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The photos below are
what we saw.
spotted this colorful macaw near the entrance.
group of Flamingos work the mud of the aviary looking for
28 is cleaning up after a mud bath.
type of duck shares space with the Flamingos.
the aviary was the Meerkat nest.
over to the gorilla enclosure and saw some lazy animals sleeping
largest silver-back in the ape enclosure.
the smaller apes.
profile of the large Silverback gorilla.
strange African Bush Pig surprised us by bolting from a
structure and across one of the amphitheaters.
The pig does tricks
likely took awhile to train this pig.
one funky beast.
has "commercialized" and now offers rides and attractions that
are not part of the regular price. This tethered balloon
is available for $15 per person. The cable underneath is
the tether and is connected to a winch assembly built into the
deck that pulls the balloon back to earth.
has a big footprint, many hundreds of acres are within the
park's boundaries. There are a number of ponds as well as
rhinos were on lunch break. Note the baby at right-center
of the photo above.
were a significant number of giraffes at the park. The
keepers attach fresh greenery to tall poles to keep the giraffes
despite the fact that the lushest leaves are at the bottom, they
all eat from the top down. I am guessing that it is easier
for them to reach up than to reach down.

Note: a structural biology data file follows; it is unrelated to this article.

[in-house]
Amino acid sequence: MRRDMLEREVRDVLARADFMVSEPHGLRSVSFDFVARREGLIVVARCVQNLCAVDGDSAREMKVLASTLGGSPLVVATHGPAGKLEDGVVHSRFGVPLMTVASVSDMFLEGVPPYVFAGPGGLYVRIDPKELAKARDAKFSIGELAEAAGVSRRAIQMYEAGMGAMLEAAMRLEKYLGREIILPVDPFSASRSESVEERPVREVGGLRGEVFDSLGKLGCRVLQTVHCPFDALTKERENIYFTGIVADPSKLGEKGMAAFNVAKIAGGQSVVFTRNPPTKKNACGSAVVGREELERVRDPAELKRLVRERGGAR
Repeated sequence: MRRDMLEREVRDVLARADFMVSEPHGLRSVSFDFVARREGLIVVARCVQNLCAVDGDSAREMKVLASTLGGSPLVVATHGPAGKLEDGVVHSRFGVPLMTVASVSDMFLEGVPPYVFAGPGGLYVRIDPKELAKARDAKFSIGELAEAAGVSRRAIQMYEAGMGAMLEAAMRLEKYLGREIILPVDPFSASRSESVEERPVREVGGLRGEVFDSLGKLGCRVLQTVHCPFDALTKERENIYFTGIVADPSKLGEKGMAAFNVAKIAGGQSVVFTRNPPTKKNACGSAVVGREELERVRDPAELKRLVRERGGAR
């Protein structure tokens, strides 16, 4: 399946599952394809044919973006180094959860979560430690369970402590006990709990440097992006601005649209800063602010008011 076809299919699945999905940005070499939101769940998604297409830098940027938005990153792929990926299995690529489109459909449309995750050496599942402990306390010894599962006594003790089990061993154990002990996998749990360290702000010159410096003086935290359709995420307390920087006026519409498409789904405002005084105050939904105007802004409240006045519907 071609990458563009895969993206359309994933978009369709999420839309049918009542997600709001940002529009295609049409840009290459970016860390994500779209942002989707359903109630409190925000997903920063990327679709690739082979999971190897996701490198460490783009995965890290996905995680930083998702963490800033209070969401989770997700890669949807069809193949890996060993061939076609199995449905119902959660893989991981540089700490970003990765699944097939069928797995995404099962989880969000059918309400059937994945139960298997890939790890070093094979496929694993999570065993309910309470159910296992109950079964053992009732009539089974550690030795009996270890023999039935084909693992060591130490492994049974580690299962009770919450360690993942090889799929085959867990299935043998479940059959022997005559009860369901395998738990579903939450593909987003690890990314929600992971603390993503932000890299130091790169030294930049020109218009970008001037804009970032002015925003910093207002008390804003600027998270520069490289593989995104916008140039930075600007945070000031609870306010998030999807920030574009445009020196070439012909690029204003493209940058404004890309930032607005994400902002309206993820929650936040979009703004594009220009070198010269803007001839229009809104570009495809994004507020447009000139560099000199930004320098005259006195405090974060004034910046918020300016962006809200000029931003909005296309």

giraffes are superbly adapted to eating arboreal vegetation.
The cape buffalo is a
tough customer and one of the most feared animals in Africa.
There were lots of
horned "plains game" wandering around the grasslands.
I believe these are
The markings on the
face are called a "war mask".
Those horns are vicious
weapons. Their water trough has been designed to look
like a hollowed-out tree.
Springtime at the zoo. The WAP's breeding program is
considered one of the best in the world and they "export"
young animals of all breeds to other zoos.
We went past the
elephant enclosure and there were 8 or so pachyderms running
around. Mid-day snacks are hay pellets delivered in
boxes that have a small hole in one corner. The
elephants have to work at getting the pellets out through the
holes to be able to eat. Each elephant had their own
approach to the problem. Note the box at the feet of the
baby elephant at the right of the photo above.
This female came over to give us the sniff test. The perimeter wire is electrified so she gave it plenty of clearance.
One of the smaller
members of the herd heads for a snack box.
The snack boxes get
worked over until they don't rattle any more. The bulk
of their diet is regular hay.
An interesting bird
resting on a log.
creature is as small as a dog and is called a dik-dik.
been some improvements at the WAP, but generally these
"improvements" are things like additional rides, the zip lines
and other non-zoo features. But, it is impossible to
escape commercialism doing such endeavors so you have to set you
expectations accordingly. The WAP is a great place and
very well done and surely one of the jewels of the San Diego area.
If you are in the area and have the time, you should plan to see
both the downtown zoo and the WAP.
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